Unprecedented. Unmotivated. Confused.
Those were the words swirling around in a cacophony when we came to realise that university this year would be changed indefinitely.
It was near the end of March when we found out that the situation of COVID had reached its boiling point – a sense of panic striking students to return back to their homes interstate and overseas for the uncertainty of what was to come.
When it came to optometry, the cloud of confusion covered our minds severely. For myself, learning the course and the way to become a fully functioning optometrist meant that I relied heavily on practicals and conducting the tests and concepts I learnt to grasp the notions. Learning through memorization with the rote learning that I grew so accustomed to during high school was something I quickly realized was ineffective – it passed the threshold of remembering but faltered when it came to understanding. Going to the labs, using the appropriate apparatus, and asking questions directly upon making mistakes in class was the way that I gradually was able to grasp the ideas being taught. This was how I was able to understand the concepts in a holistic point of view and how it is relevant in a clinical setting – deviating away from learning just how to distinguish between one module to another.
But with life transitioning virtually, this method was eradicated, and I was left to submerge myself back into comfortable method of memorizing and watching others carry out the tests on YouTube videos as my main point of reference. One thing I quickly learnt was that comfort can be woeful and the transition was difficult to say the least.
Add the stress of the world and my fellow peers and I swiftly realised that that it was going to be an arduous period.
How on earth were we meant to cope?
Fast forward a couple of months and it has reached the end of the year. Two semesters have passed, and the sun never looked brighter. The situation around the world is still a pressing issue but the initial turbulence of shock and panic has passed. And with every tumultuous period, there was an equally constructive period of learning and adapting to the changes. To reflect back on the time and some strategies that I was able to implement to make life just that little bit more tolerable and easier, I broke it down into three principles (an idea that I’ve started to implement into other aspects of my life).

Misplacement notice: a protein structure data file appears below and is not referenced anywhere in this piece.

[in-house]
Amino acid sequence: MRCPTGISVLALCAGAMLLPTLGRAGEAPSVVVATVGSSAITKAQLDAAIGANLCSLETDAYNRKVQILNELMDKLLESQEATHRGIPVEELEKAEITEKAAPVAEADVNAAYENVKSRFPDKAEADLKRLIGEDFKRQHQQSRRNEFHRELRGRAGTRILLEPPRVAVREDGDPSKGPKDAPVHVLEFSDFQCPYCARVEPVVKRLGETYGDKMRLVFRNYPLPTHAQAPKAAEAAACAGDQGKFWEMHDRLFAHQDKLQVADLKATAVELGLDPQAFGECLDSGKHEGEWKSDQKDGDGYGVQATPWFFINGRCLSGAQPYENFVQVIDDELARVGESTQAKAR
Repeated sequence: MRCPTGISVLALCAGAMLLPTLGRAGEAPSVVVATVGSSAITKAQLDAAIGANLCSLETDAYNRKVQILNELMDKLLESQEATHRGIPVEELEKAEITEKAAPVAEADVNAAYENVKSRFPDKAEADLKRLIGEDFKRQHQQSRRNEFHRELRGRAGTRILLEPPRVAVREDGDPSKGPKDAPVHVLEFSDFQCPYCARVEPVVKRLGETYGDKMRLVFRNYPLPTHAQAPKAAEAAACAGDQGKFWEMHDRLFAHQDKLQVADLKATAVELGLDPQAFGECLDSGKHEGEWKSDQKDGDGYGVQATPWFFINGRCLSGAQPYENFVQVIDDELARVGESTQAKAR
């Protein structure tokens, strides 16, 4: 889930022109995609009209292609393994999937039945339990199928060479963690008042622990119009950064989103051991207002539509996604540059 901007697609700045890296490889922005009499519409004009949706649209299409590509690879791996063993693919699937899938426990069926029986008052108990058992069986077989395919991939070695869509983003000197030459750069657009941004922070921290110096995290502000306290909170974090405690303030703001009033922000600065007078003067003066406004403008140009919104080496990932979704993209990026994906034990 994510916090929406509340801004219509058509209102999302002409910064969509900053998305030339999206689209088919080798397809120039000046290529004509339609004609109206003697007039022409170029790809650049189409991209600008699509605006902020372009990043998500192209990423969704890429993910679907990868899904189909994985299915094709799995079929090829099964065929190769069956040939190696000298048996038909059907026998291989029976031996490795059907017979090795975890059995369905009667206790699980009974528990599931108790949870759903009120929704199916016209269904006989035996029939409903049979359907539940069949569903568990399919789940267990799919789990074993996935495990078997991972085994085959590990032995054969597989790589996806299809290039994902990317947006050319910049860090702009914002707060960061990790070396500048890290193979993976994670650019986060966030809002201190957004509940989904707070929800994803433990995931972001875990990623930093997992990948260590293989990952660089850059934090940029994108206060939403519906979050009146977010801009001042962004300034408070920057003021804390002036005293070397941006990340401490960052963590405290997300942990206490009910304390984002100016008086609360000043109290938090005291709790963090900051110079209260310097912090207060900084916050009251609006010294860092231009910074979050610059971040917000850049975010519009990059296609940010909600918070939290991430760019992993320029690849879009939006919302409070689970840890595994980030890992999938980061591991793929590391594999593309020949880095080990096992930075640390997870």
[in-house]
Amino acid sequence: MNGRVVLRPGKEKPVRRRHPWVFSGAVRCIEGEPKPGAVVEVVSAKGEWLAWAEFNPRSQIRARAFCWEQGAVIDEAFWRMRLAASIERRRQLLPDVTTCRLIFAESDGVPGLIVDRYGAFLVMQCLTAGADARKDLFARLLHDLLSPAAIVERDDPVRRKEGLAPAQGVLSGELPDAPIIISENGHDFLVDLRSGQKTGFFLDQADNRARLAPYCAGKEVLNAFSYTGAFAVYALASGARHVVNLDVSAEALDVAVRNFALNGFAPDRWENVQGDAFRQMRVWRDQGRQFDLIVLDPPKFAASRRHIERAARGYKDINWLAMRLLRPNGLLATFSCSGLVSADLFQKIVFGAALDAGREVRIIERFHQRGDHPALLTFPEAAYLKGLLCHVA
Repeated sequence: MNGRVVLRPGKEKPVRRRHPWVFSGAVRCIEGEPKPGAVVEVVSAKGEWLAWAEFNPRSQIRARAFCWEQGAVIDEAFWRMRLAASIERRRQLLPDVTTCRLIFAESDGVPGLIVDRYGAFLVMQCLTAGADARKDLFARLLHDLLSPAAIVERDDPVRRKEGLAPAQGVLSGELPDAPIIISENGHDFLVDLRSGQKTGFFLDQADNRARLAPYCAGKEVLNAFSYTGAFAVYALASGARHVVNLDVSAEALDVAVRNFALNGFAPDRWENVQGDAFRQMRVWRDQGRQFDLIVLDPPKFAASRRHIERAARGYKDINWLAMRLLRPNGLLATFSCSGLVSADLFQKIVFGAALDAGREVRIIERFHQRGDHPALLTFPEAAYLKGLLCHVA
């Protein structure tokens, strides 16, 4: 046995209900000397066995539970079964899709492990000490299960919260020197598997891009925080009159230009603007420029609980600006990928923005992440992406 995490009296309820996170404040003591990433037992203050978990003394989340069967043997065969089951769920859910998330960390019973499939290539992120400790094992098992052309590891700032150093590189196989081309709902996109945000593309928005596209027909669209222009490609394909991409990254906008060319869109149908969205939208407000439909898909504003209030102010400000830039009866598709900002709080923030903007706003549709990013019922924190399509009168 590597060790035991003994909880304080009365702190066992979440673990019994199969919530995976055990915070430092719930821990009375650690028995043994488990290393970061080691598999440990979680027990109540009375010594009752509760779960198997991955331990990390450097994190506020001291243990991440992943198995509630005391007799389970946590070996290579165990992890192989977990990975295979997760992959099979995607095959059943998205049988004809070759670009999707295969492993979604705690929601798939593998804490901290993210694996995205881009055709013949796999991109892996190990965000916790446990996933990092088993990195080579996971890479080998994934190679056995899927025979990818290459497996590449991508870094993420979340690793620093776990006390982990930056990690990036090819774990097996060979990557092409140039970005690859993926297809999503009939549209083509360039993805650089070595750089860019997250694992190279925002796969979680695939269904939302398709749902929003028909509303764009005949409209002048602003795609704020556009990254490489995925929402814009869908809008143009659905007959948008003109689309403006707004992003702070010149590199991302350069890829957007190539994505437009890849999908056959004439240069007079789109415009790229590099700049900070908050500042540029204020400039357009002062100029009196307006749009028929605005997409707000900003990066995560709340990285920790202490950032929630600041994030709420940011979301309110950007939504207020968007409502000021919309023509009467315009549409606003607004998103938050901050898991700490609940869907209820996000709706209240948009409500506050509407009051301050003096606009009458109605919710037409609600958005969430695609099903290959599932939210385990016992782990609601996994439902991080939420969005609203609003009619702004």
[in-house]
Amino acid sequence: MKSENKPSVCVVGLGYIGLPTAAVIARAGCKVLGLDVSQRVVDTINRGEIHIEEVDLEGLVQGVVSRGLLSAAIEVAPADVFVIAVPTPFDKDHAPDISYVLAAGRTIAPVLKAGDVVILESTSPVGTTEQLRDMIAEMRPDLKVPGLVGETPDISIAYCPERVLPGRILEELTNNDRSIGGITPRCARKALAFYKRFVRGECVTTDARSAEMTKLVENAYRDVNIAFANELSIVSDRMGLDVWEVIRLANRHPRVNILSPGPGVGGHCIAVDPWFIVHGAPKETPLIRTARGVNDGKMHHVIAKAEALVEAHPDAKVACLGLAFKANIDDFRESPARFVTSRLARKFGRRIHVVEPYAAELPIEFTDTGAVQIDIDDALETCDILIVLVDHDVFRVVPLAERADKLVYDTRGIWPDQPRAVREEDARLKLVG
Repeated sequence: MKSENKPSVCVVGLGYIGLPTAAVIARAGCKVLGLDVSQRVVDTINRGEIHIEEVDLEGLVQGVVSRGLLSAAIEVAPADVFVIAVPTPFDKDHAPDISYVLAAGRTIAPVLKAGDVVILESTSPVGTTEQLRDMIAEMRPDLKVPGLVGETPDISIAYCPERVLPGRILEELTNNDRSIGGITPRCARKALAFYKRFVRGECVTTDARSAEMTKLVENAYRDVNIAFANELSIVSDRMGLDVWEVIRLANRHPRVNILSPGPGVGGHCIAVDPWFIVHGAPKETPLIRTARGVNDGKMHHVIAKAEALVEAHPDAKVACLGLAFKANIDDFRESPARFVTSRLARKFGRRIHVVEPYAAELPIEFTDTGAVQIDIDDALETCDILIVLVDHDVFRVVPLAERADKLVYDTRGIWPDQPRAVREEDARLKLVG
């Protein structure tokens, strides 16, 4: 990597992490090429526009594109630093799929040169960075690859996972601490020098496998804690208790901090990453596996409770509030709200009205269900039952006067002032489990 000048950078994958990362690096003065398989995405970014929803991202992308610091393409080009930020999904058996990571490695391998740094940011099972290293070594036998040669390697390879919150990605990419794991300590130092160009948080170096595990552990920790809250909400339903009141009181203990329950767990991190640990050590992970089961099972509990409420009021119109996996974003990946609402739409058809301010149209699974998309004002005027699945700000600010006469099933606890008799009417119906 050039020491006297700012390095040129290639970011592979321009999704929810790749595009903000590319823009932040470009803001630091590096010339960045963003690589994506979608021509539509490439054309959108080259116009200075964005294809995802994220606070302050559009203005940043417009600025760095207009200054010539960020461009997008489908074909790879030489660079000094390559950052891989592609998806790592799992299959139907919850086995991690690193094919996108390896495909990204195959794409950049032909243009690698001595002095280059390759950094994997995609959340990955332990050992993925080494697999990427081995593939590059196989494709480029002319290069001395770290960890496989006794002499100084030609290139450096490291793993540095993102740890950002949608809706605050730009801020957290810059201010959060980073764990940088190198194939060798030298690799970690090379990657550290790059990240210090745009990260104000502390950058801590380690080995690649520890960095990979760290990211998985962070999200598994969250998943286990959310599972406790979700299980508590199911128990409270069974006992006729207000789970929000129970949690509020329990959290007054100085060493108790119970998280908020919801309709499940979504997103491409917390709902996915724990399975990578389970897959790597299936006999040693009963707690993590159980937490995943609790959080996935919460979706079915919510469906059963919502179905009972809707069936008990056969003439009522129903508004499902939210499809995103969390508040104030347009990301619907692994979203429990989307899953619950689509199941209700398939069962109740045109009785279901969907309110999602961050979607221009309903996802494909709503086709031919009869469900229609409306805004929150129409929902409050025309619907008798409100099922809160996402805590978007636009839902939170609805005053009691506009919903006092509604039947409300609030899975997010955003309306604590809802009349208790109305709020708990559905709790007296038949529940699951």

The triple Cs.
- Consistency: Constant repetition can easily lead to frustration and the never-ending cycle of ‘I can’t be bothered’. This is not practical for students and ensuring that I at least maintained increments of study and memorization everyday for different units was the way to keep on top of tasks – even if it was an hour a day. This meant not focussing on solely one unit for a streak of a few days and rather ‘spicing’ it up by managing time to ensure chunks of time were allocated to different units which ultimately had different forms of learning. Being able to consistently distinguish between when to relax and when to study and doing only that during that period allowed me to regulate productivity and not end a day and feel anxious about not getting any progress done.
- Coordination: One of the greatest challenges when being at home in a virtual classroom was staying organized and knowing when to do what. When you are regularly meeting your fellow peers and having discussions in classes, the conversations around what’s due and what each task comprises of is easier and fluid. In an online sense, we lose that natural tendency to discuss impending assessments as we are overconsumed with other factors of procrastination that sit on our phones and devices. To counteract this, I ensured that I always had a diary and pen handy and consistently wrote down every assessment and date from university emails and lectures – whilst also looking back on it daily. Time flies and doing this helped to manoeuvre around the monotony of learning at home and created a routine of staying organized and not falling behind.
- Courage: The reality is that university was one of the last things that I wanted to focus on when the world felt like it was imploding into angst and terror. Doing the smallest tasks such as pre-readings or waking up early for a lecture was a mental tussle. But alas, understanding that this situation will not last forever and that I will not allow my goals to be hindered by adversity was the driving force into completing necessary tasks each day. It is a mentality shift where I had to be kind to myself and reinforce the idea that the whole world is going through this phase and not just myself alone. Knowing that and understanding those words was important and one that I believe that we can all take into consideration as we navigate through our studies and for the years to come.
The years to come will remain uncertain as we progress through optometry but one principal takeaway that I have garnered through this year was that resilience is key. Being able to bounce back and realise that this is a collective struggle that we will eventually overcome is an idea that needs to be ingrained into our minds as students.
We have faced hurdles before and we will continue to face them but with the right prioritization and organization, it can be less stressful than we conjure it up to be in our heads.
Onwards and upwards!